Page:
FC of T v Gulland 85 ATC 4765; (1985) 160 CLR 55,
Tupicoff v FC of T 84 ATC 4851; (1984) 4 FCR 505 and
Bunting v FC of T 89 ATC 5245; (1989) 24 FCR 283 the Tribunal said:

``In my opinion there is no general reason why a professional, such as the engineer in this case, should not in appropriate circumstances use a trust structure to conduct his consultancy business without risking the s. 260 sword of Damocles. In any event, if such behaviour is to be proscribed it properly falls within the function of Parliament rather than a Tribunal such as this. There is no reason why tax considerations should not enter into that decision. Nor, in appropriate cases, is there any reason why a professional should not move to such a structure after some period of deriving income on his own account. Nor is the fact that the personal exertion and expertise of a particular entrepreneur is the main productive asset and dominant income- generating force in a trust or company conclusive evidence that the structure was formed to avoid the Act. Nor does the lack of any goodwill or property held by the trust, in itself and taken alone, lead to that conclusion (though it would be one factor to be weighed in the balance).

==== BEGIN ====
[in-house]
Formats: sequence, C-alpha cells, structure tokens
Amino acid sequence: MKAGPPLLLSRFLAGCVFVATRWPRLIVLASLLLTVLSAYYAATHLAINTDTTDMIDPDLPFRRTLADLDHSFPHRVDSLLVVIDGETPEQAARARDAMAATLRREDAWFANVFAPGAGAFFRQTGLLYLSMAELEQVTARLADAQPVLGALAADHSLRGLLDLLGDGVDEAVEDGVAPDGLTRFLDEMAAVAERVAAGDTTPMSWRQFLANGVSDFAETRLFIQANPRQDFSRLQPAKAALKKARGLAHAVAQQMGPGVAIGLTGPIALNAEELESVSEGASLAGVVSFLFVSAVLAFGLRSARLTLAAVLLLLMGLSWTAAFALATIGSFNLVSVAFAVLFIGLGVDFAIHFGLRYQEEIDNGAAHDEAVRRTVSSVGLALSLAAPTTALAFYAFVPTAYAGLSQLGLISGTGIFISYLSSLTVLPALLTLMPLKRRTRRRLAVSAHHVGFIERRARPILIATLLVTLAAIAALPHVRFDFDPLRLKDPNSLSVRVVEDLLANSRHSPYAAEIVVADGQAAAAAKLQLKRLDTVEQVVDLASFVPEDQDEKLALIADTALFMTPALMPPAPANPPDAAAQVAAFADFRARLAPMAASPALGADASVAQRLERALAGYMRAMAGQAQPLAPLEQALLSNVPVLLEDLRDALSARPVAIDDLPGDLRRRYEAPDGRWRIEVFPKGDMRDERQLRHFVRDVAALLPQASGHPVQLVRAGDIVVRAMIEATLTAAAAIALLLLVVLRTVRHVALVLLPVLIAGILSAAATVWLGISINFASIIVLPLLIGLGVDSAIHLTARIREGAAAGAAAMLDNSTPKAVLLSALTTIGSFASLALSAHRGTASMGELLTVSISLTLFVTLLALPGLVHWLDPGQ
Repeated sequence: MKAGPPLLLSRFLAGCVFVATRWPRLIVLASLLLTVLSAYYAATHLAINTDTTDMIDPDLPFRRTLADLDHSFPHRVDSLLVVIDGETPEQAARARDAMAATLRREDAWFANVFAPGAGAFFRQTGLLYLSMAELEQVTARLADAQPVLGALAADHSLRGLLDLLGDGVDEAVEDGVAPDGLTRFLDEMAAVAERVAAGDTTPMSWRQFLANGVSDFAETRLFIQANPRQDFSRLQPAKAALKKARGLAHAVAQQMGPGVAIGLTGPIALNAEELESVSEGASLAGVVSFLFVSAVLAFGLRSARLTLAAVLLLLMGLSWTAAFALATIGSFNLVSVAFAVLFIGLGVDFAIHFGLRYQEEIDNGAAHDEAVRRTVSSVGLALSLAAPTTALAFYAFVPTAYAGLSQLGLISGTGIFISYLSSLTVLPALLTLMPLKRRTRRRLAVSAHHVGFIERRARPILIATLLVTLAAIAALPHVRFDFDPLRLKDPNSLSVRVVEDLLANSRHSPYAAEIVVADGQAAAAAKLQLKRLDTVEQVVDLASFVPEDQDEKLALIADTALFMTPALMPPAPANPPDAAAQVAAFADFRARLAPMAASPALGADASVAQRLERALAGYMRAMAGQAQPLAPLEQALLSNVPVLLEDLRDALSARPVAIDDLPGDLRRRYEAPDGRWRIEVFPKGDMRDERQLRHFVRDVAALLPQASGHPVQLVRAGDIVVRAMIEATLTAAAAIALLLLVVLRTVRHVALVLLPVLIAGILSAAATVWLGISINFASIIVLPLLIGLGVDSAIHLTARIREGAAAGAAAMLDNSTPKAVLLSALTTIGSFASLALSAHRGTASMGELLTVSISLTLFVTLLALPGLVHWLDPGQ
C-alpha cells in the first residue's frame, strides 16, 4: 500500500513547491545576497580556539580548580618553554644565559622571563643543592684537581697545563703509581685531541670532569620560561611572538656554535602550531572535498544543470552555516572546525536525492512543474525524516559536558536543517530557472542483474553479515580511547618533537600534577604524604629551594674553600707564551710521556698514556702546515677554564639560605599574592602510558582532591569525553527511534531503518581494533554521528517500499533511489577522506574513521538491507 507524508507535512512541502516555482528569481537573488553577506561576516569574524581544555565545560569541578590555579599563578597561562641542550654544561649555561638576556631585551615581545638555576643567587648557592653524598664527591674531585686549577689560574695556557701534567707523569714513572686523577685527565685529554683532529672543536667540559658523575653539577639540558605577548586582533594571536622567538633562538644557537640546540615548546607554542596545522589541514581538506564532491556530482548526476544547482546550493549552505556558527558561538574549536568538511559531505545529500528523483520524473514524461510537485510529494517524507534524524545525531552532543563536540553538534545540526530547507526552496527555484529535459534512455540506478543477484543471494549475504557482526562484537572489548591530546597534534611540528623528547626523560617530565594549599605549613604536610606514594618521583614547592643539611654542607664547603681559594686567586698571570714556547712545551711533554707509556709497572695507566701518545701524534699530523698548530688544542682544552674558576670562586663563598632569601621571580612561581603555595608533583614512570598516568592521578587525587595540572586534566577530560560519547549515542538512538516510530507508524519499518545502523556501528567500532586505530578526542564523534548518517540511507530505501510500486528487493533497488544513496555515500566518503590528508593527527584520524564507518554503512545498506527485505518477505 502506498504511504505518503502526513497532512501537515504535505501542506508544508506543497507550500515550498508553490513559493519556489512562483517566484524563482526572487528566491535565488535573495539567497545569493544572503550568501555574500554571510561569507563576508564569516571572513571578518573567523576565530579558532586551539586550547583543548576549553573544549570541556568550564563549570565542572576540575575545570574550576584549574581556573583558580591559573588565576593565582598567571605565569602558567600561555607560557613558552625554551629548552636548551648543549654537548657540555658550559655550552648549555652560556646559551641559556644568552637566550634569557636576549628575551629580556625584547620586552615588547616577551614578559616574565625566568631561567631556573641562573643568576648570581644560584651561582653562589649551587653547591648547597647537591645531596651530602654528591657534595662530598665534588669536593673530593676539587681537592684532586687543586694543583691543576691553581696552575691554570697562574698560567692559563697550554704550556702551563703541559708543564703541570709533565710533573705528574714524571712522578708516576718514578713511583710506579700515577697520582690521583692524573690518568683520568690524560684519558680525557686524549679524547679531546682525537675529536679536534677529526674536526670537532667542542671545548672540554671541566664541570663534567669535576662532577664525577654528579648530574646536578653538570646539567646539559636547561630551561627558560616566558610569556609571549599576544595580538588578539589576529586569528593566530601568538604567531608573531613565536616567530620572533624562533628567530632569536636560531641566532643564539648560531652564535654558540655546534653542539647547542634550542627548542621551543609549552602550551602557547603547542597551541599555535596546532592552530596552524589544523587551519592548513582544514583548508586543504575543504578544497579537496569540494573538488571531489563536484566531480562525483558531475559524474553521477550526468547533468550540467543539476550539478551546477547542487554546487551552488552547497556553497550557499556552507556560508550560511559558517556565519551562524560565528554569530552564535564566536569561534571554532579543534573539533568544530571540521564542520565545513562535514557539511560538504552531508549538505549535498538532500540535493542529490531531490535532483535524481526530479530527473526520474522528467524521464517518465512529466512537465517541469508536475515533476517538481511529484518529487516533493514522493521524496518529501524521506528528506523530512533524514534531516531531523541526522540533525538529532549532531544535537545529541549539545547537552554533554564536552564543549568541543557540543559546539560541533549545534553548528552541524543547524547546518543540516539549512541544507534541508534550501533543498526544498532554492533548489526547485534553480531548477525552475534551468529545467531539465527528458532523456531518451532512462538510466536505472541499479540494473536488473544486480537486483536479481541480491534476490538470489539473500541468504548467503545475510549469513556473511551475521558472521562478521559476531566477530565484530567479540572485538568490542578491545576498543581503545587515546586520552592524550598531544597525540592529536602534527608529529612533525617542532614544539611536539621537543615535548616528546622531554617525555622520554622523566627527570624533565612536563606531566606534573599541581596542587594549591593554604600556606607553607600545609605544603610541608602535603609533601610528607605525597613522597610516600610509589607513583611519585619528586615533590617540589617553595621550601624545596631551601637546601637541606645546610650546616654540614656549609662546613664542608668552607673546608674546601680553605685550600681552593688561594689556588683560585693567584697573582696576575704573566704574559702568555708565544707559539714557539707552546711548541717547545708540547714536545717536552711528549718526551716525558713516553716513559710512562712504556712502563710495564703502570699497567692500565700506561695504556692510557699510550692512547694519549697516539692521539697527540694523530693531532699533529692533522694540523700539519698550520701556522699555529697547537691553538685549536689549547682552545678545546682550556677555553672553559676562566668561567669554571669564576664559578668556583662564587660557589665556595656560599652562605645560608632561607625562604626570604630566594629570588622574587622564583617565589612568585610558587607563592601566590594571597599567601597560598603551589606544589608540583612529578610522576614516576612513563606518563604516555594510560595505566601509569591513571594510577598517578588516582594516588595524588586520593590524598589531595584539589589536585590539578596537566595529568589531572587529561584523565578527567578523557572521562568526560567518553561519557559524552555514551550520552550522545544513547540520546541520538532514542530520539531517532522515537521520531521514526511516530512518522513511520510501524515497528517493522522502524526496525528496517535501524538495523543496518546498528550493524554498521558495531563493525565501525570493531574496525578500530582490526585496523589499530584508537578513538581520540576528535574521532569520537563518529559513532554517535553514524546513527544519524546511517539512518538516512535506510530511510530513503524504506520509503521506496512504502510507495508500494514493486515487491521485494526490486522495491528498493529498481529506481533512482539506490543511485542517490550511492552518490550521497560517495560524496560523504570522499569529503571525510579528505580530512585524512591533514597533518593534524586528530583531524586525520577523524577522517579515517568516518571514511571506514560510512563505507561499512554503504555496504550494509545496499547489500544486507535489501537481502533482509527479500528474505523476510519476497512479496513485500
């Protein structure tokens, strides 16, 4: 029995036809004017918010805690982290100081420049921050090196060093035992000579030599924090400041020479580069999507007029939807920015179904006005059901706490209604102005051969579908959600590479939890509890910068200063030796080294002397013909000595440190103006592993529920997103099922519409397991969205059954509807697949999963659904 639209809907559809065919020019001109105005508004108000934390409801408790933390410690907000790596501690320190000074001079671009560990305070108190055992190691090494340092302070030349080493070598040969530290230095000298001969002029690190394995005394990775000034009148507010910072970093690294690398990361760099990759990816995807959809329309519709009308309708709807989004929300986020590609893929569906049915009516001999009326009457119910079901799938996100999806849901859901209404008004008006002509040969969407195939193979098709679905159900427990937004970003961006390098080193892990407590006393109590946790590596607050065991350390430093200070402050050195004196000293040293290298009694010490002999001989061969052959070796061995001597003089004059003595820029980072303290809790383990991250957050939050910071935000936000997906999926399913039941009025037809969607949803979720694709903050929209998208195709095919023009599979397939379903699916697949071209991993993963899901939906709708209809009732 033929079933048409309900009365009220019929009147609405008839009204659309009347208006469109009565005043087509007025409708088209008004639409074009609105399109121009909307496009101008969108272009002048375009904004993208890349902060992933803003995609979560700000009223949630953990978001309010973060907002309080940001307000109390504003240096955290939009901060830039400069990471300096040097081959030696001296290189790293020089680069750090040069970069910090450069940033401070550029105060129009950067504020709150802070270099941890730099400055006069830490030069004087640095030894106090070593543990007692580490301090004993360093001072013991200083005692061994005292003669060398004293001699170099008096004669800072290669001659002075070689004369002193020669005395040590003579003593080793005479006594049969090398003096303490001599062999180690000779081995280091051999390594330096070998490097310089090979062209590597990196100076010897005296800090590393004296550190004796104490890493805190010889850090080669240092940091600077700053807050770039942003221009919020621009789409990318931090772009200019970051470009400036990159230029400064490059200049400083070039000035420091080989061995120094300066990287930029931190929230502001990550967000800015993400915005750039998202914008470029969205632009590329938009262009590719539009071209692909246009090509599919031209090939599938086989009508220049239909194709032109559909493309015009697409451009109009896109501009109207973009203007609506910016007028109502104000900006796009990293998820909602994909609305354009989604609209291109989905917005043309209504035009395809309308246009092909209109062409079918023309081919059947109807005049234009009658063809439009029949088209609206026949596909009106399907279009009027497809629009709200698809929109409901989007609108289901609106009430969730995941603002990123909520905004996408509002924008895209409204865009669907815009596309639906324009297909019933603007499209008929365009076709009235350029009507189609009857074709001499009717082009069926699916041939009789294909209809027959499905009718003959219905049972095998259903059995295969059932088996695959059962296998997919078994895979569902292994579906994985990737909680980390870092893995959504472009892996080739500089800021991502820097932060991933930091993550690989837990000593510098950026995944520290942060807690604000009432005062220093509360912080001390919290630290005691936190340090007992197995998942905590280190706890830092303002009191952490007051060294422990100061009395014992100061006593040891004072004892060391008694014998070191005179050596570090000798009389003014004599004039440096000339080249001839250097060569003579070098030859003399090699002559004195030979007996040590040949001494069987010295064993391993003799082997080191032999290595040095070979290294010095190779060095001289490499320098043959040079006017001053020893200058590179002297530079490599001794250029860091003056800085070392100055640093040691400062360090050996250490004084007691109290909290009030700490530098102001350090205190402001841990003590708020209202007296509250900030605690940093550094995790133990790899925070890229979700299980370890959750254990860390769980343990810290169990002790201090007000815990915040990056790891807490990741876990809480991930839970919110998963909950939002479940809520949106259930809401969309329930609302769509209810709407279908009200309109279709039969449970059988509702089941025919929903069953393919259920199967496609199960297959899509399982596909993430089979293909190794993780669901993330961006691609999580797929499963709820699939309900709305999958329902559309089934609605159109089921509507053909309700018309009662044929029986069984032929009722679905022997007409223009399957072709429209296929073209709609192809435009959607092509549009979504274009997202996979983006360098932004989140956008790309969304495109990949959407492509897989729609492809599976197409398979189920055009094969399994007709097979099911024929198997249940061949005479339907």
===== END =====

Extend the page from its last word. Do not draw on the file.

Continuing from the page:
In this particular case, my characterisation decision is not self-evident but turns on a weighing of all the circumstances and turns largely on the objective steps in the transaction. This case is on the borderline. I find, on balance, that this transaction satisfies Lord Denning's critical fourth test [see Newton, supra] and that the transaction is annihilated by s. 260. The following factors moved the balance in favour of this view. First, there was the complexity of the structure. Whilst a company trustee of a unit trust and a separate discretionary sub-trust might be justified for a large and complex professional practice, the use of such complexity seems difficult to explain satisfactorily in this case without predicating that the structure was implemented in the way it was to escape the burden of the normal operation of the progressive tax system on the taxpayer. Second, the taxpayer's use of a registered business name rather than the company and the general inference from all the facts that the taxpayer projected himself personally and acted as if he were running his own business. Third, the limited scope of the taxpayer's consulting business and the `uncomfortable' means and ends relationship between the nature of that consulting, the limited organisation, minimal staff and office space, and the elaborate legal structure adopted to give practical expression to `these' objectives. Fourth, the minimal payments of salary to the taxpayer during the relevant period from 1980 to 1983 bear no relation to his work for the trust in later years. The mere fact that such a small salary might be explained, at least over part of the time, as a means of escaping other creditors does not legitimise the structure as being for commercial or family purposes, so far as this particular `creditor' (the Commissioner) is concerned. In my view such disproportionality is not repaired by vague assertions that the business structure was being established for all future eventualities.''